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My Sister Susan

John Clothier


On the day I was born my elder sister Susan Mary was already 15 years old and about to leave Bruton School for girls to start two years practical work in our cheese dairy before taking on a Cheesemaking course at Cannington College near Bridgewater.

Susan was very lucky at the time to get on the Cheesemaking Course at Cannington as they were run by Miss K. D. Maddever who was one of the greatest teachers of practical cheesemaking ever to grace the West Country Cheddar arena. K.D. as she was known to some of her closest associates, had the great gift of being an incredibly clever person, and had the ability to impart some of that greatness into the students that were lucky enough to gain entry to her courses.

Being born 15 years later than Susan, I cannot really remember properly meeting her until she was 18 or 19 years old and almost at the end of her Cannington training. I must have been almost as much of a pain to Susan as I was to Jim in a way, as she was kind enough to let me into her very “grown up” world sometimes. This would involve taking me to the Cinema to see Laurel and Hardy, George Formby who was a great favourite, as he played Banjo with great skill, and numerous Cowboy stars such as Roy Rogers, Gene Autry, Tex Ritter and others, all of whom sang by the way, these Guys were known as the Singing Cowboys, and I absolutely loved their work which was great entertainment for a lad like me. Their world of fancy cowboy outfits, horses and very decorative Sixguns gave me an introduction to my love of Country Music which some of you will know that I still like to sing and play a little.

Music and the ability to remember songs and sing along to the memories, have been an amazing help to me during the more difficult times of life, and the somewhat lonely task of milking cows on one’s own, tractor driving before cabs and radios, and generally doing farm chores in the darker days of winter’s early or late hours.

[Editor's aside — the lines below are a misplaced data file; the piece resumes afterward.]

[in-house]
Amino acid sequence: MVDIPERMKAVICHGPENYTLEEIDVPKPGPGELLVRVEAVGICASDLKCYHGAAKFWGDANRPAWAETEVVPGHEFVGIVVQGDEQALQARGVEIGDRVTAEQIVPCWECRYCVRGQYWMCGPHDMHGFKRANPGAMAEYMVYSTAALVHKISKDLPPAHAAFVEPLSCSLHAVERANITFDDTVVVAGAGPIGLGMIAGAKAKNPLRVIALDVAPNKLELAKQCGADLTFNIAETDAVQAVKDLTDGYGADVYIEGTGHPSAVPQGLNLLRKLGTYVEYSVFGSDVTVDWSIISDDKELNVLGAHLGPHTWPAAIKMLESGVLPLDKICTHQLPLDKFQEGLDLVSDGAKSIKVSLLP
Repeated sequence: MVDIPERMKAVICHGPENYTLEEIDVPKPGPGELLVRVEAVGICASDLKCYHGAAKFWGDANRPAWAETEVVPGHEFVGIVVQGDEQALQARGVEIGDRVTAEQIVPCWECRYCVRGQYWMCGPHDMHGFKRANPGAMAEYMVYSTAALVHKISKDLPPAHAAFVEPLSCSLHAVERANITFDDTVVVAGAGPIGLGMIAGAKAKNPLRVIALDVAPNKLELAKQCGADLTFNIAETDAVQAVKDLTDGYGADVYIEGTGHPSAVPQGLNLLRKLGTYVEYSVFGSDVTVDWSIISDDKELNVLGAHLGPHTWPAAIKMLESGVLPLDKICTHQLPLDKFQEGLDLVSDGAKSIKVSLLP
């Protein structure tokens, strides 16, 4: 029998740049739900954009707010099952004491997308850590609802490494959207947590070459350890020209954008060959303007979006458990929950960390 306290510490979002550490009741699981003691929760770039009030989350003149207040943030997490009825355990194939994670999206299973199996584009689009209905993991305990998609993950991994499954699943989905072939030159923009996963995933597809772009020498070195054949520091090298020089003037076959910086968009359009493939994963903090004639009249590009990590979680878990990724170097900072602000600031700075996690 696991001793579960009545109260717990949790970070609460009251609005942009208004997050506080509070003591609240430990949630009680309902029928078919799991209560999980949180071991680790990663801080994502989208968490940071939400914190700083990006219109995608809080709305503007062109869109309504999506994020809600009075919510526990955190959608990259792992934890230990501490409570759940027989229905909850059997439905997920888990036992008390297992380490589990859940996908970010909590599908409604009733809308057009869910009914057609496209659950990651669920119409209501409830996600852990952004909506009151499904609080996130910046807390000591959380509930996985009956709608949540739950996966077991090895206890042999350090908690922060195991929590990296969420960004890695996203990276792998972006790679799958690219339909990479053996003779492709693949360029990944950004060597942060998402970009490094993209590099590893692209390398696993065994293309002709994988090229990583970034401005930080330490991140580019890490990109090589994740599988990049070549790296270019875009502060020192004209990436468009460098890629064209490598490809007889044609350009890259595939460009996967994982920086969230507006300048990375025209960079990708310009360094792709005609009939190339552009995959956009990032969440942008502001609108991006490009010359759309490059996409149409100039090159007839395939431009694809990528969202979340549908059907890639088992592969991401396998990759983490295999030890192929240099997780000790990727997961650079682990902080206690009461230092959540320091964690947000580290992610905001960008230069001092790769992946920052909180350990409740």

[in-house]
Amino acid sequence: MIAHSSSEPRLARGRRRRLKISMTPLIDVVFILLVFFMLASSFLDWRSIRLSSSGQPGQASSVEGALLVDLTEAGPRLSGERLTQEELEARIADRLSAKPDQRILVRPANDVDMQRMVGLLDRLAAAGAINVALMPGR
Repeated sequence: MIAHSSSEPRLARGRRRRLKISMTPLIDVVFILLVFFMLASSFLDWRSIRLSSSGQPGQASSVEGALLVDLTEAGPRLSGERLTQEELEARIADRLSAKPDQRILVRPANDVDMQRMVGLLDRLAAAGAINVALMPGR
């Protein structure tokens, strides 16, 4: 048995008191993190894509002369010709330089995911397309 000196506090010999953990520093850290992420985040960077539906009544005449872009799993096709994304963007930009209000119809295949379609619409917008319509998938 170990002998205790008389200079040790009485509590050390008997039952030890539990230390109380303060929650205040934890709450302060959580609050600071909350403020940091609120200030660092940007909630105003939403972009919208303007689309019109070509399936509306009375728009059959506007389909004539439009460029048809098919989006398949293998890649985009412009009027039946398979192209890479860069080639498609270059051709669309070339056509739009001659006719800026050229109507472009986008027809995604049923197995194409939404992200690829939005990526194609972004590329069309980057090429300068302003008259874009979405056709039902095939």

Anyway Susan, like Jim was very patient with me and my interminable questions about everything she was doing and where she was going, and the world of two much older siblings was absolutely fascinating, for an inquisitive little so and so like me, and I couldn’t wait to be able to do all of the things that they could do.

After her K. D. Maddever training Susan became a very proficient cheese maker and quickly gained the skills of making consistently good cheddar, which was incredibly difficult in those days, without the technical sophistication which we are now able to call on. She also managed to win the greatest prize that our little business had won to that date, which was the Reserve Champion Cheddar at the Frome Cheese Show. As the Frome Cheese Show was the greatest showcase of its time for the hundreds of Farmhouse Cheesemakers of their era this was a great honour, and one which everyone at Wyke Champflower rejoiced in and remembered for many, many years.

Later on after she married Mr. Norton Look she went on to become an expert Double Gloucester Cheese maker for their little business.

As you can feel I am very proud of my family’s hard won expertise as Cheesemakers and even more proud that this business skill, has been carried forward to the current generation of Clothiers and that we are among the few survivors of three thousand Farm based Cheesemakers who were around when my mother started taking lessons from her mother.


Next time … early lessons in business and economics at the Wyke Champflower School of the same!



June 2020


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